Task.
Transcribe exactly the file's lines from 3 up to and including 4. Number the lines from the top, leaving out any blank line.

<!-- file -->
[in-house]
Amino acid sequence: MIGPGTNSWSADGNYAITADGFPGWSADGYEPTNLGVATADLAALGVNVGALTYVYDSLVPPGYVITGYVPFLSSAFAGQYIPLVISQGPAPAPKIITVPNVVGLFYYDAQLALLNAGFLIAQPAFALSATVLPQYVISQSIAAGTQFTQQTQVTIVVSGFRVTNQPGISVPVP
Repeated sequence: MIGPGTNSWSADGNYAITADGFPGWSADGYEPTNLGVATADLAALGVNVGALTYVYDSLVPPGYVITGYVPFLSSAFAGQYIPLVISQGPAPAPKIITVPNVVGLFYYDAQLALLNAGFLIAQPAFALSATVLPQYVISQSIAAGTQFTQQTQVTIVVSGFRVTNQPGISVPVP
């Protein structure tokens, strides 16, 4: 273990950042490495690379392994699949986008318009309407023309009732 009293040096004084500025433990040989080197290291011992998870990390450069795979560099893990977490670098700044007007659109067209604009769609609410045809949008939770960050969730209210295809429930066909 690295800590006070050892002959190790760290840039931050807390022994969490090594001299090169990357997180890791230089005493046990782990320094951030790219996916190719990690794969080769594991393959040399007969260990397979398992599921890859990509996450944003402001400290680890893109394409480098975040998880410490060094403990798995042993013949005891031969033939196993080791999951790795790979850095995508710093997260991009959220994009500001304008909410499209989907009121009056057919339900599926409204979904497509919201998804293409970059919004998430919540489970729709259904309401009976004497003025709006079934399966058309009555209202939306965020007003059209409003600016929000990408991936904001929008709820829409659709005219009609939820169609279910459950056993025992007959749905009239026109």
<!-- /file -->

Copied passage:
Repeated sequence: MIGPGTNSWSADGNYAITADGFPGWSADGYEPTNLGVATADLAALGVNVGALTYVYDSLVPPGYVITGYVPFLSSAFAGQYIPLVISQGPAPAPKIITVPNVVGLFYYDAQLALLNAGFLIAQPAFALSATVLPQYVISQSIAAGTQFTQQTQVTIVVSGFRVTNQPGISVPVP
């Protein structure tokens, strides 16, 4: 273990950042490495690379392994699949986008318009309407023309009732 009293040096004084500025433990040989080197290291011992998870990390450069795979560099893990977490670098700044007007659109067209604009769609609410045809949008939770960050969730209210295809429930066909 690295800590006070050892002959190790760290840039931050807390022994969490090594001299090169990357997180890791230089005493046990782990320094951030790219996916190719990690794969080769594991393959040399007969260990397979398992599921890859990509996450944003402001400290680890893109394409480098975040998880410490060094403990798995042993013949005891031969033939196993080791999951790795790979850095995508710093997260991009959220994009500001304008909410499209989907009121009056057919339900599926409204979904497509919201998804293409970059919004998430919540489970729709259904309401009976004497003025709006079934399966058309009555209202939306965020007003059209409003600016929000990408991936904001929008709820829409659709005219009609939820169609279910459950056993025992007959749905009239026109």